A study released Thursday by the NPD Group showed that consumers who purchase software online feel comfortable downloading it for their own use, rather than ordering a physical disc.
PCWorld - Almost two-thirds of all online software purchases were made by consumers who then downloaded software, NPD found, citing a survey of 4,000 users who were polled earlier this year. Fifty-three percent of those purchasing a so-called "system utilities" product did so online.
Online digital downloads of new products accounted for 23 percent of online purchases, up from 22 percent in 2009, NPD found. Online subscription renewals accounted for 34 percent, down one percentage point from 2009, and trial-to-paid conversions were 8 percent of sales, up from 6 percent in 2009.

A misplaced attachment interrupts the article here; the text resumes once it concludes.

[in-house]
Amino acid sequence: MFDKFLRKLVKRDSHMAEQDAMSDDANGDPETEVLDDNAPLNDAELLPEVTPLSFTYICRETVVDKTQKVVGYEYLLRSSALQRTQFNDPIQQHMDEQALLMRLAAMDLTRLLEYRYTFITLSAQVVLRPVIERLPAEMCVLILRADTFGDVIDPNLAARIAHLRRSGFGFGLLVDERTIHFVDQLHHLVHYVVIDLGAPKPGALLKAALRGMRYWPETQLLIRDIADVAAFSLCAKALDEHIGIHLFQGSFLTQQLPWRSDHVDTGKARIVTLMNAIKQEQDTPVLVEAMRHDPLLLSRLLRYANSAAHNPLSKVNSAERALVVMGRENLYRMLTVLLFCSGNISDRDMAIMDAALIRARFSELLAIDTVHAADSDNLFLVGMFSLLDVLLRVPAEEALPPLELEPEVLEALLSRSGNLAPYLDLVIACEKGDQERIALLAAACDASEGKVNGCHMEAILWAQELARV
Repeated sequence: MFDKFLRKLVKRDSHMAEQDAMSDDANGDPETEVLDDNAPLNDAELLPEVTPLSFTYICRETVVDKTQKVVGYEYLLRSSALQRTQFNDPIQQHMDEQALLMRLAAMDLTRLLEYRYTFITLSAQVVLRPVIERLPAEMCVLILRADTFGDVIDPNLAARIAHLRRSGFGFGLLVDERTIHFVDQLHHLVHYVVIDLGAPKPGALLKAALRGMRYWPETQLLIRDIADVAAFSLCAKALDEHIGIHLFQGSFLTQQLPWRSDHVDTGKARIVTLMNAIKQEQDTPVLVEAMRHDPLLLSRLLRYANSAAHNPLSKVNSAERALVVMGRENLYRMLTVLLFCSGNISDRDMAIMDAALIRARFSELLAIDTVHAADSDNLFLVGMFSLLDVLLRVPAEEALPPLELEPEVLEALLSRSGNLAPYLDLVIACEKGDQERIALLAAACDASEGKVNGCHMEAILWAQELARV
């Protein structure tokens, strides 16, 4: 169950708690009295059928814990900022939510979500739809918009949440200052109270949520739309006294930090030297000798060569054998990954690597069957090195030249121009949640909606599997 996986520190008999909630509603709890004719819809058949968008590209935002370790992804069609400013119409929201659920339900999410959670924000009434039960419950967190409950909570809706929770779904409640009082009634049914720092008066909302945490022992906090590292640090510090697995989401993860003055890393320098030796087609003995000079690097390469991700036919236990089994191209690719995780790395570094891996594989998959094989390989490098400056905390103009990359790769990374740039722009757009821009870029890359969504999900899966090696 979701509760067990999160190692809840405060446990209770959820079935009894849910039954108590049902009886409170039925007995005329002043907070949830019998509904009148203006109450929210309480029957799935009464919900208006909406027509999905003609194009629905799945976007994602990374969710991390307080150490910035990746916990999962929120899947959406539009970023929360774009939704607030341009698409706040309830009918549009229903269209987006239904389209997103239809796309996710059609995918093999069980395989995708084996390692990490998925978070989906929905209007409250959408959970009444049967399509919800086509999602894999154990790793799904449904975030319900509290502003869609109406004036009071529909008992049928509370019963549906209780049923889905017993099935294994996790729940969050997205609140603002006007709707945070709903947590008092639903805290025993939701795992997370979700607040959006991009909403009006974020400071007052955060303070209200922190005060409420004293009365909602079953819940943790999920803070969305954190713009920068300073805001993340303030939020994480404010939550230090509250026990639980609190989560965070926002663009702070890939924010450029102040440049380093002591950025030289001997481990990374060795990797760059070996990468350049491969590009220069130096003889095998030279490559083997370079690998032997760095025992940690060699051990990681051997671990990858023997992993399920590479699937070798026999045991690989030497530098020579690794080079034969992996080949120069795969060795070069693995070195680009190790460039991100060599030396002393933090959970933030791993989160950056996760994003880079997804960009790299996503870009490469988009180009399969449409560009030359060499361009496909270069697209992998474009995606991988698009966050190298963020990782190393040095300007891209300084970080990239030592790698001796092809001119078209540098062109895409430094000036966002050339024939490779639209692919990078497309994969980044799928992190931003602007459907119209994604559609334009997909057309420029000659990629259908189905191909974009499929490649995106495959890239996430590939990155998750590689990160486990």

As NPD previously found, the vast majority of online software purchases are consumers either signing up for or renewing security software, which require annual subscriptions. And that's as companies like Symantec are moving their security products beyond the PC and onto phones and other connected devices.
"More than half of consumers say they would rather update their annual software subscriptions by renewing online and the experience has been overwhelming[ly] easy for them," NPD said in a statement.
But the reason to not renew? Spam. Only 5 percent of consumers trusted the merchant to automatically renew the subscription for them, the analyst firm found, with about 40 percent reporting that they didn't believe that the company wouldn't send them unsolicited email -- one of the types of malware and annoyances most security suites are designed to block.